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Bookin’ bookin’ booky books

Zoo City – Lauren Beukes

Holy crap what a good book! I read Beukes’ Moxyland while overseas, and it really fizzed my wizz, if you know what I mean; I was so excited to have another of her books all queued up on the Kindle. And I think I like Zoo City even more: I suspect it has to do with my long-standing impulse to just prefer books with more animals (however darkly beautiful they may be). Zoo City is a murder mystery on the top level, but it’s one of the most beautiful stories of redemption, recovery and facing one’s regrettable deeds I’ve ever read. The main character, Zinzi, is in a pretty gritty place at the point the book opens: making a living the best way she can, given her past crimes. But in Zoo City, everyone has done something: that’s where the animals come from. And the relationship between an animalled and their animal is a deep, sharp and complex thing. A standard lost-things job takes a frightening new direction and Zinzi is sent into some of the most grim areas of the city and of humanity. This book is fantastic: exciting and gripping, with compelling and real characters (who are rarely everything they seem) and a wonderful sense of danger, beauty, and strength.

The Song Of Achilles – Madeline Miller

Miller’s novelisation of the relationship between Achilles and Patroclus is one of the most powerful and beautiful books I’ve read this year. If you’re at all familiar with your Greek history legend, or even just the story of the Trojan war, there won’t be a lot of surprises in the plot for you, but that shouldn’t stop you. Miller writes with a restrained hand, without gushing or sensationalising, and gives the love between the two characters all the tenderness and respect it deserves. The tragedy, seriousness and stupidity of war is not glossed over, and the pride and arrogance that drove it are treated justly. There’s a lot of sadness odds this story, as well as a lot of beauty. Overall, it’s great. Really, really great.

In the Kingdom of the Ditch – Todd Davis

I love random finds in the library. My workplace has recently moved offices, from the Asia-Pacific/Social Sciences library to the Humanities/Social Sciences library and I am very happy. Sometimes in my break I go upstairs and visit the books, just to read the blurbs and see how everyone’s doing. Other times, I scoop up books like they’re lost puppies. In the Kingdom of the Ditch was a book I scored on one such puppy-scooping mission. In the Kingdom of the Ditch is Todd Davis’ fourth full-length collection of poetry, published this year, and it is pretty awesome. His poetry sings of rural America, where farm and wildlife meet, where grace and serentiy reside for the troubled mind. He writes eloquently on the coyote, the deer, the birds, the blackberries: the human world trying to grow and make peace with the wilderness, harsh and beautiful. The collection is deeply intimate; he writes on his role in the death of animals as a hunter, on his communion with God, the death of his father, on his fears and loves, on his relationship with his wife, on the country that thrives fearsomely around him. It’s a wonderful book. (Also there is a cow on the cover, which I trust everyone will like.)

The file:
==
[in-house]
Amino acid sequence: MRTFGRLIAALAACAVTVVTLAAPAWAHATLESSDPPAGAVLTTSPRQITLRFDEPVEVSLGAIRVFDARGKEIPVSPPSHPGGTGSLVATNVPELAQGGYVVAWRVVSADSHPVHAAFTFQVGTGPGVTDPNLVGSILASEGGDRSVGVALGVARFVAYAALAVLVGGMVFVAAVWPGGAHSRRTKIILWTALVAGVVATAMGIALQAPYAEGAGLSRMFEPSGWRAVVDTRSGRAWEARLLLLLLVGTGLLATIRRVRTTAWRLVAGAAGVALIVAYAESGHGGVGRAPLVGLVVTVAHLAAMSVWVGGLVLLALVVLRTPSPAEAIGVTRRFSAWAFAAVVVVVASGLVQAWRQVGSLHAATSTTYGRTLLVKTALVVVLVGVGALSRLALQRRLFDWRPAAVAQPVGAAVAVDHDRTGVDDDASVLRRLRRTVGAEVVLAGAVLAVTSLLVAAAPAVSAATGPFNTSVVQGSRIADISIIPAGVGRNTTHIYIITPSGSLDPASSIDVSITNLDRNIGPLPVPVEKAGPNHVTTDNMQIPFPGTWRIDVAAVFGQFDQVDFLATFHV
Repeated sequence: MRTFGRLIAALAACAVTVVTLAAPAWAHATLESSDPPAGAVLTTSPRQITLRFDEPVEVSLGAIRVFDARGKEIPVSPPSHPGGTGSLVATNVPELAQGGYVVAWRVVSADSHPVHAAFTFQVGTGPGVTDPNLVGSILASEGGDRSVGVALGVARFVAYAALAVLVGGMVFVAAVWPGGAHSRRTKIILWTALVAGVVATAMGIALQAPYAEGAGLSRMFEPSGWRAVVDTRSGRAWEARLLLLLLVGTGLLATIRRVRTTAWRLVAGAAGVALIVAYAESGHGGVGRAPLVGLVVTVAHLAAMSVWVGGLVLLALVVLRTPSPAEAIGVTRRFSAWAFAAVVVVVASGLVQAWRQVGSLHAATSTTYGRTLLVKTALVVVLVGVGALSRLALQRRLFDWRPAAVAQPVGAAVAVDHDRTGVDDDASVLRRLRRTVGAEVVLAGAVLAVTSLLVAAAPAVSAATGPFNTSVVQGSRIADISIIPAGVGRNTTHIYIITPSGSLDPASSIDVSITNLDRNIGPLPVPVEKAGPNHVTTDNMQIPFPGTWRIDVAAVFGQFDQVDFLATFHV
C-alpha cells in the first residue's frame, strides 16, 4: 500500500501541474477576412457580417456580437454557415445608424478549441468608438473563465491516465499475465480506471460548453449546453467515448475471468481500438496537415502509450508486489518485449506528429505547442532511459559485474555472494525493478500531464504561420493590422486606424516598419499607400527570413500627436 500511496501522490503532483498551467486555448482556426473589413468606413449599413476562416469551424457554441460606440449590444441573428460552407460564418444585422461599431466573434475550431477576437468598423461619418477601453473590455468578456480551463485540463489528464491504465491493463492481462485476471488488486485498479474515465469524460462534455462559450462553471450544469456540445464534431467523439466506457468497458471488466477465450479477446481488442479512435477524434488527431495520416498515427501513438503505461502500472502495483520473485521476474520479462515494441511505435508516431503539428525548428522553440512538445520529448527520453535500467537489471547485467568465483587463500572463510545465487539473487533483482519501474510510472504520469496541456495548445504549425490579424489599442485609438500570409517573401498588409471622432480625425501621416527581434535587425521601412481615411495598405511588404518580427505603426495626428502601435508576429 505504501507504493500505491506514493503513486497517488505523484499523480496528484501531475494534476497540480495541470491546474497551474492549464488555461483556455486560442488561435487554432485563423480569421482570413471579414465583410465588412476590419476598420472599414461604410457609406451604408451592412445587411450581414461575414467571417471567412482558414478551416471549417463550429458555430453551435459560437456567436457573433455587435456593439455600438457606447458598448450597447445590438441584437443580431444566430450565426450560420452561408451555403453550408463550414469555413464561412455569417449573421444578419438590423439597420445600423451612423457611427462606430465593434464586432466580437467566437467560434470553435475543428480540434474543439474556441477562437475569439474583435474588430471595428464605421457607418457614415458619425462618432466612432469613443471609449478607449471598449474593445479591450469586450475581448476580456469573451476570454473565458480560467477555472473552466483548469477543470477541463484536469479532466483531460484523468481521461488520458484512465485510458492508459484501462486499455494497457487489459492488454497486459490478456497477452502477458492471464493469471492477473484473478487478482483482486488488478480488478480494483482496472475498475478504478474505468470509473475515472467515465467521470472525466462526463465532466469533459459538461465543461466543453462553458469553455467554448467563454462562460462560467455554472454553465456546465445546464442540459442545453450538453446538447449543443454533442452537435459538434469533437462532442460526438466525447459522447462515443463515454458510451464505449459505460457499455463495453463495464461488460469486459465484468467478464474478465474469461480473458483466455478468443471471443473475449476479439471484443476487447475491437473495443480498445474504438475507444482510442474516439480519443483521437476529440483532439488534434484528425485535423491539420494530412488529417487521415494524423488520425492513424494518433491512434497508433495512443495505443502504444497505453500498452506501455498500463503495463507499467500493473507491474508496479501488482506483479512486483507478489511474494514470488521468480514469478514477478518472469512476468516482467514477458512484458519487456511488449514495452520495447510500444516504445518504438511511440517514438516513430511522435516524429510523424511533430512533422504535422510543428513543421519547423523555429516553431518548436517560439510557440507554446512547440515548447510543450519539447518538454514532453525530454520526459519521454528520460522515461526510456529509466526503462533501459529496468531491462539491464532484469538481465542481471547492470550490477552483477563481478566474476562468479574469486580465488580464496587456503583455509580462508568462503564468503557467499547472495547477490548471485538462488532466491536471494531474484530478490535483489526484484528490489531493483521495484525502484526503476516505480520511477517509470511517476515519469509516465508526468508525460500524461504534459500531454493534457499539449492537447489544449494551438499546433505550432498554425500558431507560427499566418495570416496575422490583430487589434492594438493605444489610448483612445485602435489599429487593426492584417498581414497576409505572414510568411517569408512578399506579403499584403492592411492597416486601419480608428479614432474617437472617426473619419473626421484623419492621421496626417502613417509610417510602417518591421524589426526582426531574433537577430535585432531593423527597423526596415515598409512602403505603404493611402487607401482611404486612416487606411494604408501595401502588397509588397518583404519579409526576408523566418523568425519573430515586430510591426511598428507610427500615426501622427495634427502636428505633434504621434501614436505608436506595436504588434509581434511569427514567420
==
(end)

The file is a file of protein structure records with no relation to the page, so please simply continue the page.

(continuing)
The Brooklyn Follies – Paul Auster

Ahh, a life-affirming novel of human connection, foible, and love despite faults. Nathan, a divorced retiree in remission from lung cancer moves to Brooklyn “looking for a quiet place to die.” There he settles into the gentle rhythm of life, and unexpectedly meets his nephew, Tom, in a rare and second-hand book shop. Tom is similarly adrift in life: he’s abandoned his once-glittering prospective academic career and now is lost and unhappy. Tom and Nathan rekindle their friendship and together begin to open themselves up to all life has to offer. Nathan’s narrative voice is just great: it crackles along with dry wit and self-honesty. Tom and Nathan grow stronger through their friendship, encouraging each other, and gradually begin to make new friends, forge new dreams, and reconnect with drifting family. Through their recovery — I can’t think of a better word for it: they recover their lives and their happiness — they begin to heal others who have been hurt by life. It’s a book about not giving up in the truest and most profound sense: the sense of continuing to find joy in life (and bring it to others) when all the things your happiness previously rested on have left. A good book, definitely. h

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